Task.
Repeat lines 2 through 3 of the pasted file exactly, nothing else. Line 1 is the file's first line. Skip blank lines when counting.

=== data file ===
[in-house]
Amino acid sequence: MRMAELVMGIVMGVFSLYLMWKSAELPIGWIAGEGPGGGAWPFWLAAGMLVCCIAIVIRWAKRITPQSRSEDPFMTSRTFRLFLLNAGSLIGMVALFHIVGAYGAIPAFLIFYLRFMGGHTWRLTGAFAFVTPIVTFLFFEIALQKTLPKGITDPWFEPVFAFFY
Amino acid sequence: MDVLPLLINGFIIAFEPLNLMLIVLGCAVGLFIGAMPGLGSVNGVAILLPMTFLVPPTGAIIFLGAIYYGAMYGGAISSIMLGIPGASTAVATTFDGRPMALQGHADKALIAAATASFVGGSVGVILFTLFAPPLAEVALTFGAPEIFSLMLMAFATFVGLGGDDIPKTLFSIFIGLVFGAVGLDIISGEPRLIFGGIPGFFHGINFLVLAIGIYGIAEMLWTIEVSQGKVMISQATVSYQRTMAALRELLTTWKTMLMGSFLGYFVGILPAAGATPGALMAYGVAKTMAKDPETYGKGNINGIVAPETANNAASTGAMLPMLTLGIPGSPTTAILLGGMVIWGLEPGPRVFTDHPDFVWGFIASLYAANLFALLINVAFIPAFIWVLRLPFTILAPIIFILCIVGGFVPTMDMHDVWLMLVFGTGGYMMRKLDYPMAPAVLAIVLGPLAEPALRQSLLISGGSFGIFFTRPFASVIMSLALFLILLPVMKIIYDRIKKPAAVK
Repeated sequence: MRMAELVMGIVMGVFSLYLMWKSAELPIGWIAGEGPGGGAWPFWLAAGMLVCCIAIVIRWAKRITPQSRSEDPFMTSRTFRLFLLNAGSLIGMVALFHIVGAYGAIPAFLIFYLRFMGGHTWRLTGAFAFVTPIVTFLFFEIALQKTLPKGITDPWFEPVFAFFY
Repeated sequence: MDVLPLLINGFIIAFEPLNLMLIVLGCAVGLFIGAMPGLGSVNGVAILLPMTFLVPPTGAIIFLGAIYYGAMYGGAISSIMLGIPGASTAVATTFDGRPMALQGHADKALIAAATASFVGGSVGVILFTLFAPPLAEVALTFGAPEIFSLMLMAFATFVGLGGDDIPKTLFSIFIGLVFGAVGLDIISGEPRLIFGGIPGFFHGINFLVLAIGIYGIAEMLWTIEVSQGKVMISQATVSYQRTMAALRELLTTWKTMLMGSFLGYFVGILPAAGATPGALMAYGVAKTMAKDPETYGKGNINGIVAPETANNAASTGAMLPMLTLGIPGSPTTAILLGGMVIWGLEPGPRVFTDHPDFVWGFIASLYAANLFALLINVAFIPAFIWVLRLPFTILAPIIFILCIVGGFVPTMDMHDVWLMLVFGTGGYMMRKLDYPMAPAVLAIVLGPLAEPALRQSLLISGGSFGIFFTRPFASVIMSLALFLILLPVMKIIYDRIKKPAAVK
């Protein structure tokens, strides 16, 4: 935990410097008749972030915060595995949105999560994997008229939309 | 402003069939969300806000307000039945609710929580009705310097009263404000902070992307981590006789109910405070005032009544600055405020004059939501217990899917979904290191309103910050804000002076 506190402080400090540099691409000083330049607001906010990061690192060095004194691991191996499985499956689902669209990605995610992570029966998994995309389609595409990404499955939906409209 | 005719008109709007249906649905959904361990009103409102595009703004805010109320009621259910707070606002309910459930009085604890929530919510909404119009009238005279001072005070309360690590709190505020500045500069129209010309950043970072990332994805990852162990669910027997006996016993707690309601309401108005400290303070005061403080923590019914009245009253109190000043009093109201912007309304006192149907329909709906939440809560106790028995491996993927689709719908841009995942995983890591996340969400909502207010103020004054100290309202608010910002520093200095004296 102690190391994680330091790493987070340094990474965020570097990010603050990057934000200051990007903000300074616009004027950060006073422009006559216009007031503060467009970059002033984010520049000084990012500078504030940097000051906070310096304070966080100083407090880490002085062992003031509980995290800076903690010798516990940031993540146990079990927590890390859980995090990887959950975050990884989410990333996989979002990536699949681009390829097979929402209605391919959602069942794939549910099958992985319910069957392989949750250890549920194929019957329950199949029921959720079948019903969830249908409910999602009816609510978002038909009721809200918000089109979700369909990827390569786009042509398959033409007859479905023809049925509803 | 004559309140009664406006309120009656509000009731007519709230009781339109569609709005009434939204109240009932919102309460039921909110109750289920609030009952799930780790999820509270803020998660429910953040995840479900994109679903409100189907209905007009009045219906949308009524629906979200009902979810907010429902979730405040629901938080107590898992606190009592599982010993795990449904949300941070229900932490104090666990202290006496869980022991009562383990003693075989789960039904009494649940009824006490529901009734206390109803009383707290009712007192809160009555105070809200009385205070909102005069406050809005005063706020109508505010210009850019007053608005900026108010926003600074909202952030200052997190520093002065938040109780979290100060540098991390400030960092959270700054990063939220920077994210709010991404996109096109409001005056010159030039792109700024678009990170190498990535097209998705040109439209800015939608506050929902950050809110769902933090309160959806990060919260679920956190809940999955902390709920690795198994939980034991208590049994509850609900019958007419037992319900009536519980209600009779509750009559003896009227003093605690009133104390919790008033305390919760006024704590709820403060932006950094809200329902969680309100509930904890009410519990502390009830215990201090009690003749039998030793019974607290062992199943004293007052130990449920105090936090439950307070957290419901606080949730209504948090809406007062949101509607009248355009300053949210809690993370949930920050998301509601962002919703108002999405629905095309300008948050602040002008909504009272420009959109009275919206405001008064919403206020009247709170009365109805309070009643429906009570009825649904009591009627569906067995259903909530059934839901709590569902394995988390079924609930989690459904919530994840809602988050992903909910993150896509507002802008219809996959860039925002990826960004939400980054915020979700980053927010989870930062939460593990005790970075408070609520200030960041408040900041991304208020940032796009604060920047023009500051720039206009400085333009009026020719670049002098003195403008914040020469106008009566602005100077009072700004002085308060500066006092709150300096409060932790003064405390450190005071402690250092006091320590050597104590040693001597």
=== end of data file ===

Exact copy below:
Amino acid sequence: MRMAELVMGIVMGVFSLYLMWKSAELPIGWIAGEGPGGGAWPFWLAAGMLVCCIAIVIRWAKRITPQSRSEDPFMTSRTFRLFLLNAGSLIGMVALFHIVGAYGAIPAFLIFYLRFMGGHTWRLTGAFAFVTPIVTFLFFEIALQKTLPKGITDPWFEPVFAFFY
Amino acid sequence: MDVLPLLINGFIIAFEPLNLMLIVLGCAVGLFIGAMPGLGSVNGVAILLPMTFLVPPTGAIIFLGAIYYGAMYGGAISSIMLGIPGASTAVATTFDGRPMALQGHADKALIAAATASFVGGSVGVILFTLFAPPLAEVALTFGAPEIFSLMLMAFATFVGLGGDDIPKTLFSIFIGLVFGAVGLDIISGEPRLIFGGIPGFFHGINFLVLAIGIYGIAEMLWTIEVSQGKVMISQATVSYQRTMAALRELLTTWKTMLMGSFLGYFVGILPAAGATPGALMAYGVAKTMAKDPETYGKGNINGIVAPETANNAASTGAMLPMLTLGIPGSPTTAILLGGMVIWGLEPGPRVFTDHPDFVWGFIASLYAANLFALLINVAFIPAFIWVLRLPFTILAPIIFILCIVGGFVPTMDMHDVWLMLVFGTGGYMMRKLDYPMAPAVLAIVLGPLAEPALRQSLLISGGSFGIFFTRPFASVIMSLALFLILLPVMKIIYDRIKKPAAVK